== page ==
FEATURED
Announcing the Reflective Earth Lab!
The RE Team
October 17, 2022

After a few months of development, Reflective Earth (RE) is proud today to officially launch the Reflective Earth Lab. 

The ways in which humanity can influence how much sunlight reaches and warms the Earth’s surface and how much that light influences the climate are truly mind-boggling.  From painting roofs to protect against extreme heat to placing bubbles at the Lagrange Point in outer space (and everything in between), there are a growing number of reflectivity innovations being explored in the face of the climate crisis. The Reflectivity Lab is meant to catalyze a community around this innovation in the hopes of accelerating the interventions and technologies that hold the most promise of cost-effectively slowing global warming and blunting its worst impacts.

Here we’ll explore thought-provoking innovations relating to reflective technologies as well as natural processes that can be harnessed to make a difference.  By strategically reflecting sunlight at almost any geographic scale, heat can be managed and reflected/radiated back into space to help stabilize the Earth’s energy balance. Discussions around these diverse approaches can become charged and even controversial, but RE is committed to curating a safe, exploratory space where people have an opportunity to share ideas and to develop new reflectivity solutions.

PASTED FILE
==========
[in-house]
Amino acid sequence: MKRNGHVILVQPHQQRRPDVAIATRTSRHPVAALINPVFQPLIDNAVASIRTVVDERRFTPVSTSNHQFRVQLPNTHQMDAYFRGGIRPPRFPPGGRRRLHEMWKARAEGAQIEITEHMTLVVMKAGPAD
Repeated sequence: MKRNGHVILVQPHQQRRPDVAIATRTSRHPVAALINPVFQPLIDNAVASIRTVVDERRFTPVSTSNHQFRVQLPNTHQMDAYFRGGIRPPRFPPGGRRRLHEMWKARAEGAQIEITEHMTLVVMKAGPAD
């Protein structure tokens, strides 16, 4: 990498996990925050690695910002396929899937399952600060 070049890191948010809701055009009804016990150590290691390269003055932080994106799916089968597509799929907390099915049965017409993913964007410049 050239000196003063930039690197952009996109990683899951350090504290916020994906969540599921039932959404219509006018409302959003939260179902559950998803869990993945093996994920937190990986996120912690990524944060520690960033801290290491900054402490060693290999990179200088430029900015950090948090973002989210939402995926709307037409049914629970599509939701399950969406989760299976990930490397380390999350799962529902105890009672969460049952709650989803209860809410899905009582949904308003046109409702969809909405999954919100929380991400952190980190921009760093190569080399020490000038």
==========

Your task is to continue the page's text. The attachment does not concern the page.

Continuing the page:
Please dive in!  Our goal is to post new ideas on a regular basis, along with enough information to allow our community to dig in, to evaluate, and, hopefully, to contribute to advancing the most promising interventions. In the Beta phase of the Lab, we’ve found that the Lab can foster dialogue in two broad categories:

  1. Solutions. Many Lab posts will be about stand-alone ideas (for example, Cirrus Cloud Thinning) for reflecting more heat back to space. Our hope is that the Lab community will both debate diverse solutions that have already been proposed and also contribute novel big solutions.

  1. Technical Implementation/Feasibility. There are a lot of solutions already proven to make a great difference for reflectivity (highly reflective paints, for example), but these solutions face technical or implementation challenges that keep them from deployed at meaningful scale.  For these, we hope the Lab community will contribute research, resources, and ideas to move these proven ideas into real-world practice.

Whether or not you personally view reflectivity as a tangible tool for positive change, it is important to foster dialogue around these technologies and to build awareness and literacy around the broad range of potential reflectivity interventions. We must start acting now to cool our planet. We look forward to your contributions and to your participation in building a vital community of practice around reflectivity!

LAB